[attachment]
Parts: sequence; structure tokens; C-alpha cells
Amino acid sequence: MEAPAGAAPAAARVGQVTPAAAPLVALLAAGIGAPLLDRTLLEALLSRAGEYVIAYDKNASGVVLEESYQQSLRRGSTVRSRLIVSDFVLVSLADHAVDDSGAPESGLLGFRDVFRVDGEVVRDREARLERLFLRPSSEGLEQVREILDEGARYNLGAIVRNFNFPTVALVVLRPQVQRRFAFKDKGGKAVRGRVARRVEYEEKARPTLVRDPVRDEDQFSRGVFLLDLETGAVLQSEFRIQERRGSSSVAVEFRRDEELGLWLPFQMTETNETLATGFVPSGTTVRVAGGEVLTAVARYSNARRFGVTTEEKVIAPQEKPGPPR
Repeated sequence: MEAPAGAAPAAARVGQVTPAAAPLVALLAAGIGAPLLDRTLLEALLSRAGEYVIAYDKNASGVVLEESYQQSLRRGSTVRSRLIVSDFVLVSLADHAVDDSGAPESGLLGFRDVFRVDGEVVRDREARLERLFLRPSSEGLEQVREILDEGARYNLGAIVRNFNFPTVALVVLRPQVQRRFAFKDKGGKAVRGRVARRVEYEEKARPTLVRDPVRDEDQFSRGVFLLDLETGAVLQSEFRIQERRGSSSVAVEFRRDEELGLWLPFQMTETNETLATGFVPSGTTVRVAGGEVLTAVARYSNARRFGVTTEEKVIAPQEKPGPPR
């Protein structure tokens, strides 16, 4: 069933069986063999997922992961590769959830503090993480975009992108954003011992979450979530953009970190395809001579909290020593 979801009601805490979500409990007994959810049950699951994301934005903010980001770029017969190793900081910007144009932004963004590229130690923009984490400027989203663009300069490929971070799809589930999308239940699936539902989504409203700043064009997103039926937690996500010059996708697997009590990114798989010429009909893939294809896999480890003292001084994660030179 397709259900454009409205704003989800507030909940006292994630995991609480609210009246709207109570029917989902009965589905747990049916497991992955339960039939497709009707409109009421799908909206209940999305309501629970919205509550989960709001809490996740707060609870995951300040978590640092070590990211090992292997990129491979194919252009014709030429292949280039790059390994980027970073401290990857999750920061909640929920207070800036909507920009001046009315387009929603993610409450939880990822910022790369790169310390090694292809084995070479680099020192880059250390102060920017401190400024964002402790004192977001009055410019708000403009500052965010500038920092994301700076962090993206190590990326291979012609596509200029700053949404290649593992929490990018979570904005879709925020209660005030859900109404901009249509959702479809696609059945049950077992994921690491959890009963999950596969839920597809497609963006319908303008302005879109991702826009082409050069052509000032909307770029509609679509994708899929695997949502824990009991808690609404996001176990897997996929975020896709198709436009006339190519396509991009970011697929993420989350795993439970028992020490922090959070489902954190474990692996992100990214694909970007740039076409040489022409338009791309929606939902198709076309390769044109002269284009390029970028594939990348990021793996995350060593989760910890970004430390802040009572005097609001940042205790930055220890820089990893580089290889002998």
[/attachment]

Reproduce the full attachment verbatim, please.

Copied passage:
Parts: sequence; structure tokens; C-alpha cells
Amino acid sequence: MEAPAGAAPAAARVGQVTPAAAPLVALLAAGIGAPLLDRTLLEALLSRAGEYVIAYDKNASGVVLEESYQQSLRRGSTVRSRLIVSDFVLVSLADHAVDDSGAPESGLLGFRDVFRVDGEVVRDREARLERLFLRPSSEGLEQVREILDEGARYNLGAIVRNFNFPTVALVVLRPQVQRRFAFKDKGGKAVRGRVARRVEYEEKARPTLVRDPVRDEDQFSRGVFLLDLETGAVLQSEFRIQERRGSSSVAVEFRRDEELGLWLPFQMTETNETLATGFVPSGTTVRVAGGEVLTAVARYSNARRFGVTTEEKVIAPQEKPGPPR
Repeated sequence: MEAPAGAAPAAARVGQVTPAAAPLVALLAAGIGAPLLDRTLLEALLSRAGEYVIAYDKNASGVVLEESYQQSLRRGSTVRSRLIVSDFVLVSLADHAVDDSGAPESGLLGFRDVFRVDGEVVRDREARLERLFLRPSSEGLEQVREILDEGARYNLGAIVRNFNFPTVALVVLRPQVQRRFAFKDKGGKAVRGRVARRVEYEEKARPTLVRDPVRDEDQFSRGVFLLDLETGAVLQSEFRIQERRGSSSVAVEFRRDEELGLWLPFQMTETNETLATGFVPSGTTVRVAGGEVLTAVARYSNARRFGVTTEEKVIAPQEKPGPPR
């Protein structure tokens, strides 16, 4: 069933069986063999997922992961590769959830503090993480975009992108954003011992979450979530953009970190395809001579909290020593 979801009601805490979500409990007994959810049950699951994301934005903010980001770029017969190793900081910007144009932004963004590229130690923009984490400027989203663009300069490929971070799809589930999308239940699936539902989504409203700043064009997103039926937690996500010059996708697997009590990114798989010429009909893939294809896999480890003292001084994660030179 397709259900454009409205704003989800507030909940006292994630995991609480609210009246709207109570029917989902009965589905747990049916497991992955339960039939497709009707409109009421799908909206209940999305309501629970919205509550989960709001809490996740707060609870995951300040978590640092070590990211090992292997990129491979194919252009014709030429292949280039790059390994980027970073401290990857999750920061909640929920207070800036909507920009001046009315387009929603993610409450939880990822910022790369790169310390090694292809084995070479680099020192880059250390102060920017401190400024964002402790004192977001009055410019708000403009500052965010500038920092994301700076962090993206190590990326291979012609596509200029700053949404290649593992929490990018979570904005879709925020209660005030859900109404901009249509959702479809696609059945049950077992994921690491959890009963999950596969839920597809497609963006319908303008302005879109991702826009082409050069052509000032909307770029509609679509994708899929695997949502824990009991808690609404996001176990897997996929975020896709198709436009006339190519396509991009970011697929993420989350795993439970028992020490922090959070489902954190474990692996992100990214694909970007740039076409040489022409338009791309929606939902198709076309390769044109002269284009390029970028594939990348990021793996995350060593989760910890970004430390802040009572005097609001940042205790930055220890820089990893580089290889002998």